This week for Looking Back we will be looking at how a popular beach received its name.

The chances are that if you have been to Monmouth Beach located at Lyme Regis, you probably haven't given much thought as to why it got its name or its history.

It received its name from the Duke of Monmouth, who landed there in 1685 in an attempt to take the crown from King James II.

Thanks go to Neil Mattingly for providing the information and the pictures for this piece.

Charmouth as a whole welcomed welcome the return of the Duke of Monmouth (James Scott), the illegitimate eldest son of Charles II and his mistress, Lucy Walters.

The duke unsuccessfully attempted to dispose his uncle, King James II, in what is commonly called the Monmouth Rebellion.

After declaring himself the legitimate king and gaining support from the Protestants, who opposed their Roman Catholic king's rule, the duke set sail from Holland and landed in Dorset in May, 1685 gathering his supporters at Lyme Regis.

The duke had three ships with which to invade, and chose Lyme as it was near to Taunton where he believed he had great support.

The night prior, a number of his followers under the leadership of Thomas Dare of Taunton, landed on the beach at Seatown, near Charmouth, with the mission to seek support in the surrounding villages.

No doubt Charmouth was amongst those visited, gaining 16 followers from the population of around 250 people.

Those living in the town would have seen the boats pass the shore, and three fishermen were detained about the duke's ship.

History tells us that one of whom was Samuel Robbins from Charmouth, who sold his catch to the rebels.

A report from the time shows Robbins taken at Lyme Regis and sent to Dorchester, where he was tried and hanged at Wareham, even though he was not a supporter.

In John Tutchin's 'The Western Martyrology or Bloody Assizes', Doctor Temple, chief physician to the Duke of Monmouth said: "One Samuel Robbins of Charmouth, who was executed or rather murdered at Wareham.

"I cannot pass him by in silence, his case being so extraordinarily hard, that to speak moderately between the King and his case, I do say this, that I verily believe neither man suffered innocently, as I hope you will be satisfied in matter you have heard his crime."

Robbins often used the craft of fishing to pay maintenance for his family, and having been out at sea when the Duke came in to land, was taken a board one of the ships, not knowing who they were, made to sell his fish, after which they told him that the Duke of Monmouth was going to land, and he would receive his liberty once this happened.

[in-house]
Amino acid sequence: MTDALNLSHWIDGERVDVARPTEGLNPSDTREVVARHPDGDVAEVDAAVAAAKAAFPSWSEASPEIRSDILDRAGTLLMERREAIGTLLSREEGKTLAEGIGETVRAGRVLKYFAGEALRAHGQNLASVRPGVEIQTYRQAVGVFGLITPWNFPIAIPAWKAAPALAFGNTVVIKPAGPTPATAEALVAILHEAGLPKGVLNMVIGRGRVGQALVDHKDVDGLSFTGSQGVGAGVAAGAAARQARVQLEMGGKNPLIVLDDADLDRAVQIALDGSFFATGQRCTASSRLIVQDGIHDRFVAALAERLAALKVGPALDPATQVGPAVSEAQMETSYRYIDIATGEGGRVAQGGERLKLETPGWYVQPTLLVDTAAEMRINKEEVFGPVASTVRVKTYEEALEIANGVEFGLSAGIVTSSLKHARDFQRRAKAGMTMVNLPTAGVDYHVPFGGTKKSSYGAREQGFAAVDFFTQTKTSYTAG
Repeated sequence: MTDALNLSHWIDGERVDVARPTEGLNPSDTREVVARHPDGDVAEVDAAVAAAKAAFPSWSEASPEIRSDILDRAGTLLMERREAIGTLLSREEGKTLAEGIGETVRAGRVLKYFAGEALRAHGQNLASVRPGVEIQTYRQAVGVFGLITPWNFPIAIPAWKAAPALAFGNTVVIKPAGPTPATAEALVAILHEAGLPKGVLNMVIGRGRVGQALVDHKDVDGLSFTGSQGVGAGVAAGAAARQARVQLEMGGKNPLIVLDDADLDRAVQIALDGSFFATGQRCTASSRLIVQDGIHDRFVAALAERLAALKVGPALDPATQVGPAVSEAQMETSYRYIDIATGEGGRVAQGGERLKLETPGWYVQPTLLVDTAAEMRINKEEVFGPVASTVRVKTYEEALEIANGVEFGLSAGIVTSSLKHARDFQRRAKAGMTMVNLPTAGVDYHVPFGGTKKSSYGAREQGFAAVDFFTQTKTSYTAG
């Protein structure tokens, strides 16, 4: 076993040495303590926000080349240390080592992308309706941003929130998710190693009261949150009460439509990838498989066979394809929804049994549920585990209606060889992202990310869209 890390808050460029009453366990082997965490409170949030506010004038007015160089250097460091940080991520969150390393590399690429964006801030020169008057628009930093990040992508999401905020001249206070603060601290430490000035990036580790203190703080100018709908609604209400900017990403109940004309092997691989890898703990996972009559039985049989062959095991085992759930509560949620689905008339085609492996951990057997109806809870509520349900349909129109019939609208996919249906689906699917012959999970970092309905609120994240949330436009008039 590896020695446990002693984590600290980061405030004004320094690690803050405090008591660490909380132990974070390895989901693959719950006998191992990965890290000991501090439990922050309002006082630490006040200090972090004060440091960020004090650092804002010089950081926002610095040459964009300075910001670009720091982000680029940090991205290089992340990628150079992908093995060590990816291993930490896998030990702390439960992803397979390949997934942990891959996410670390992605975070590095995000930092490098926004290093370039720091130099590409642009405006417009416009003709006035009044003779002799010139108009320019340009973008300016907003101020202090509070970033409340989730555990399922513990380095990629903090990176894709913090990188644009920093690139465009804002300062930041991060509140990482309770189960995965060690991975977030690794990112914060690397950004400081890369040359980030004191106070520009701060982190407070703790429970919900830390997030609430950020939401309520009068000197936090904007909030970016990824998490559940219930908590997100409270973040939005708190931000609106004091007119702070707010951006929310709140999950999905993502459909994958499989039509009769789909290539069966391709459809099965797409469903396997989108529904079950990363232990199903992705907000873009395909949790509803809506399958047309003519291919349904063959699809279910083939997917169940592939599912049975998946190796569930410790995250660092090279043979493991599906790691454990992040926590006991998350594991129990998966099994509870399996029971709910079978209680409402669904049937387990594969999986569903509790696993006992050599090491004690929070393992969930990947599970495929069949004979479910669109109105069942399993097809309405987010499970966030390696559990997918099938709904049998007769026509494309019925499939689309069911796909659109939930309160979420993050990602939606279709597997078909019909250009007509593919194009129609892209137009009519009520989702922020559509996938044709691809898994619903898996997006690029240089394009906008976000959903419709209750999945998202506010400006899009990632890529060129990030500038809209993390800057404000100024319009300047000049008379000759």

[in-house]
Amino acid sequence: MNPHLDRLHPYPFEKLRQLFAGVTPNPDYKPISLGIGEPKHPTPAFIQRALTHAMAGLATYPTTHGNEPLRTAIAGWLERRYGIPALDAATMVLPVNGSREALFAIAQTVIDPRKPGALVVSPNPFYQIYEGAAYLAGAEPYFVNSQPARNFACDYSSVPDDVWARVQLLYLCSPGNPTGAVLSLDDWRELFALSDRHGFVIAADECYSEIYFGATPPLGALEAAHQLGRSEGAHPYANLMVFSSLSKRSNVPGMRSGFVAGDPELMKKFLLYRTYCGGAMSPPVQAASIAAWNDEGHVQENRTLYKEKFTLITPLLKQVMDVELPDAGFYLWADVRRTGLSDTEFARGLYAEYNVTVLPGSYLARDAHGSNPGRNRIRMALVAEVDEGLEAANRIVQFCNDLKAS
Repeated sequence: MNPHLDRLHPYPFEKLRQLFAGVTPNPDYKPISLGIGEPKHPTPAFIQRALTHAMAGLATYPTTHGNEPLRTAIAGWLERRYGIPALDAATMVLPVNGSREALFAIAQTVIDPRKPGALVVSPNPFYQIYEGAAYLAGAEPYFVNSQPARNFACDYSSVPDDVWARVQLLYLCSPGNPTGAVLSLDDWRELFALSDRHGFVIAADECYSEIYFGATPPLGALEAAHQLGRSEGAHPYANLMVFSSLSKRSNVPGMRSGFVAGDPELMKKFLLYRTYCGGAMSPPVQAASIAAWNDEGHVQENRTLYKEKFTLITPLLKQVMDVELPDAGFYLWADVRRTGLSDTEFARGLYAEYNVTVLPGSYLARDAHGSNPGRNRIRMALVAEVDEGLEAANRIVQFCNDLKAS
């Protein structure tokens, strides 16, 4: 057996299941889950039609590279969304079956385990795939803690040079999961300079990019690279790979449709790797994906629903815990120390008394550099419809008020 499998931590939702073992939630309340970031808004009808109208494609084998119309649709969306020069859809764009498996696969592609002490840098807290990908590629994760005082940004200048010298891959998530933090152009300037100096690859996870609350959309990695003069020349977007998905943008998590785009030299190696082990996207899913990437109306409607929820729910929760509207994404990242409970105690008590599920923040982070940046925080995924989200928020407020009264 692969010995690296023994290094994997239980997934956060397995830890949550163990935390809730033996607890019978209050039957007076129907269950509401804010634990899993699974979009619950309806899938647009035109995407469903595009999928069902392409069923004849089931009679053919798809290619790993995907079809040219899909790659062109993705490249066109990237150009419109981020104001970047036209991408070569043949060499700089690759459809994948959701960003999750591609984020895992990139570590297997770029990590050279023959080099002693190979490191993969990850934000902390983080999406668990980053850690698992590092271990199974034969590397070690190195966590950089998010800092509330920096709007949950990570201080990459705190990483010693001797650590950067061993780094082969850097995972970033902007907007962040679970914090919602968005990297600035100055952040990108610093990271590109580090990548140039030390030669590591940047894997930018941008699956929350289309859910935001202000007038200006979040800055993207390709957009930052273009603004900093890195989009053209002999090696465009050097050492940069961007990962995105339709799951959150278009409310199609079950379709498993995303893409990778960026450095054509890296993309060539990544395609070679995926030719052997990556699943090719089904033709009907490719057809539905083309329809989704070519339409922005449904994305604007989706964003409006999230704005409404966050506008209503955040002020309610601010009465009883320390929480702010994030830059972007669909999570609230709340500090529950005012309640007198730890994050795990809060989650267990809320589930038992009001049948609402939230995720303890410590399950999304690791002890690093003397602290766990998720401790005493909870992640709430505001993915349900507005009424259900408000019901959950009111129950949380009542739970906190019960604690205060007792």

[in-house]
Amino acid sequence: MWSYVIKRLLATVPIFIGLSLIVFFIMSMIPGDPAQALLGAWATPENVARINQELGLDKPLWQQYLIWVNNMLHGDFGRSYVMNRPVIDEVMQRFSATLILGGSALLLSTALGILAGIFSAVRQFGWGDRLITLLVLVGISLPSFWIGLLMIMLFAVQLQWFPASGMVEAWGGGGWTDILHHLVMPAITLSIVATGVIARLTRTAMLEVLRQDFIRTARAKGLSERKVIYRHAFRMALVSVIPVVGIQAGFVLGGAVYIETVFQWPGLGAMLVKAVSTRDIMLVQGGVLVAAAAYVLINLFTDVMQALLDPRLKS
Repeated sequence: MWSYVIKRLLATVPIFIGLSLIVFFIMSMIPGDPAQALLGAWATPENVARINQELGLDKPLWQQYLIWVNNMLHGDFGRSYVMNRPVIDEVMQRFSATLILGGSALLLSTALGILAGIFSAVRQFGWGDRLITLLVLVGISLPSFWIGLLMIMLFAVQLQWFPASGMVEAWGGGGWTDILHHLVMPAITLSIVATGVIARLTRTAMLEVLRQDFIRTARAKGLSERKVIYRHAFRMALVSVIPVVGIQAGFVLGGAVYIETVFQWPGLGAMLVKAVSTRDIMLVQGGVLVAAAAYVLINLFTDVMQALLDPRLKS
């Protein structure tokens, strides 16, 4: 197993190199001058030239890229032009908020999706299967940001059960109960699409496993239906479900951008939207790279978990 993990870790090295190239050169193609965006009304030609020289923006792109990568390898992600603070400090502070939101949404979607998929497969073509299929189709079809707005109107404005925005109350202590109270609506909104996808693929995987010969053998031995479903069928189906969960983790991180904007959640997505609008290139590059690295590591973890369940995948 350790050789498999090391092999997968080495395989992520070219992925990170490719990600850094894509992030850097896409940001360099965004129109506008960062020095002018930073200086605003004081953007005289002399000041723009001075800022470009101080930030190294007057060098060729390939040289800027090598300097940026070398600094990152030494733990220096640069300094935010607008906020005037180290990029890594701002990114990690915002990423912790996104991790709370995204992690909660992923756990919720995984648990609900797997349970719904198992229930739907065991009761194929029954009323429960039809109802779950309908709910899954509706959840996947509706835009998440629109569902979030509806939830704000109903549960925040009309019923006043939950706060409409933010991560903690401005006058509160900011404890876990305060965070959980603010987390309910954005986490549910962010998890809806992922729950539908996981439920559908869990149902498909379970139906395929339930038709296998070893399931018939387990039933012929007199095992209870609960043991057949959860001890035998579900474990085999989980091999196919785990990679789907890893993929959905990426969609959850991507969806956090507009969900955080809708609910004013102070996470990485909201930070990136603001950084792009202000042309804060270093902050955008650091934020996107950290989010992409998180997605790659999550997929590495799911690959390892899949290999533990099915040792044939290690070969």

Another Charmouth man, William Guppy, also met an unfortunate end. He was tried at Dorchester by the notorious Judge Jeffreys and transported from Weymouth on the way to Barbados, but tragically died on board the Betty on December, 17 1685.

Another reminder of Charmouth's involvement in the rebellion is a memorial to Edward Coker at St Mary's Church, Bridport.

It reads: "In memory of Edward Coker of Maypowder (Mapperton) Slayne at The Bull Inn in Bridport, June, 14 1685 by one Venner, who was an officer under the late Duke of Monmouth in that rebellion."

It is a record of the rebels attack on the town by a party of 400 foot soldiers and 40 by horse which left Lyme Regis on the Saturday after the landing which went back-and-forth between the town and surrounding areas.

The following day they were routed, and in the afternoon came to Lyme Regis.

They then left and returned by the lane to Charmouth along the bottom of the cliffs.

The Duke of Monmouth was defeated at the Battle of Sedgemoor six weeks after setting foot in Lyme, fleeing from the battlefield, to then be caught and executed on July, 15 on Tower Hill.

Unlike his father, King Charles II, he was not able to escape back to the continent.

And so we finish with the slightly horrific backstory to the naming of Monmouth Beach.

In the aftermath of Monmouth's defeat, twelve locals were hanged on the beach on the order of the well-known to be in favour of hanging judge, Judge Jeffreys.

Jeffreys was sent to the west country in the autumn of 1685 to conduct the trials of captured rebels, the centre of which was based in Taunton.

Estimates of those executed has been as high as 700, however its thought the likely figure is between 160 and 170.

Three years later, the unpopular catholic King James II was deposed by William of Orange.